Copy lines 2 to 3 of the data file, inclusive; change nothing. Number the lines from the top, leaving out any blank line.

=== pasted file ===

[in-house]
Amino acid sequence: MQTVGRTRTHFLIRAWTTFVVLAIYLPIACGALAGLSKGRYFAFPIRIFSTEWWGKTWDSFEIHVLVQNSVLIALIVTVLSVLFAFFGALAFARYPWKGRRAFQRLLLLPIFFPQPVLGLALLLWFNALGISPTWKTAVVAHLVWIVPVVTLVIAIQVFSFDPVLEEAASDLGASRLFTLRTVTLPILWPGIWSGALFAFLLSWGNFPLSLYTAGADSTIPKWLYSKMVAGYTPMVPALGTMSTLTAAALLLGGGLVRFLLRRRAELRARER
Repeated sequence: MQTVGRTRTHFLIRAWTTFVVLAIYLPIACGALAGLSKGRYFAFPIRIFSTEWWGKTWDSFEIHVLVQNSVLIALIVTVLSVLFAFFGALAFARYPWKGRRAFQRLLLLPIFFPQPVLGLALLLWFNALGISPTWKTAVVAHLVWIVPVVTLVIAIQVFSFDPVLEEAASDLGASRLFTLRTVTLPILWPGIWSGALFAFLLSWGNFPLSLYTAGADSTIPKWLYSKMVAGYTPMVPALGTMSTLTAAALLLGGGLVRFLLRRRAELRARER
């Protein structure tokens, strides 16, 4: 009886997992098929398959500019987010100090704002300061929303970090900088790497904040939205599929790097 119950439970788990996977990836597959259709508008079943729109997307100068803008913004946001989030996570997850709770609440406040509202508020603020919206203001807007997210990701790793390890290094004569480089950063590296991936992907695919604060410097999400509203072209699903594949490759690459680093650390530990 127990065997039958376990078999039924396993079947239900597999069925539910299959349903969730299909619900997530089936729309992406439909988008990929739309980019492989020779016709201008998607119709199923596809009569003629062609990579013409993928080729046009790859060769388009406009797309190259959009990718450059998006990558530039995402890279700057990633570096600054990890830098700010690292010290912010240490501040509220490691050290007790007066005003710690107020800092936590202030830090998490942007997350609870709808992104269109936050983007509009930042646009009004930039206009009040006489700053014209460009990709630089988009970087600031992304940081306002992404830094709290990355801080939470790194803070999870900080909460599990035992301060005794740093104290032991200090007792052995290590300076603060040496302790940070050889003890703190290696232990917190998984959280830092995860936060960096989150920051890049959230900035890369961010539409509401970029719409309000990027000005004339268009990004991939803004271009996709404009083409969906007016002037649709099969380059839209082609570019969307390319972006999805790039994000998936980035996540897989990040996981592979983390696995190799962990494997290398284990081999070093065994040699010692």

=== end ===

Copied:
Amino acid sequence: MQTVGRTRTHFLIRAWTTFVVLAIYLPIACGALAGLSKGRYFAFPIRIFSTEWWGKTWDSFEIHVLVQNSVLIALIVTVLSVLFAFFGALAFARYPWKGRRAFQRLLLLPIFFPQPVLGLALLLWFNALGISPTWKTAVVAHLVWIVPVVTLVIAIQVFSFDPVLEEAASDLGASRLFTLRTVTLPILWPGIWSGALFAFLLSWGNFPLSLYTAGADSTIPKWLYSKMVAGYTPMVPALGTMSTLTAAALLLGGGLVRFLLRRRAELRARER
Repeated sequence: MQTVGRTRTHFLIRAWTTFVVLAIYLPIACGALAGLSKGRYFAFPIRIFSTEWWGKTWDSFEIHVLVQNSVLIALIVTVLSVLFAFFGALAFARYPWKGRRAFQRLLLLPIFFPQPVLGLALLLWFNALGISPTWKTAVVAHLVWIVPVVTLVIAIQVFSFDPVLEEAASDLGASRLFTLRTVTLPILWPGIWSGALFAFLLSWGNFPLSLYTAGADSTIPKWLYSKMVAGYTPMVPALGTMSTLTAAALLLGGGLVRFLLRRRAELRARER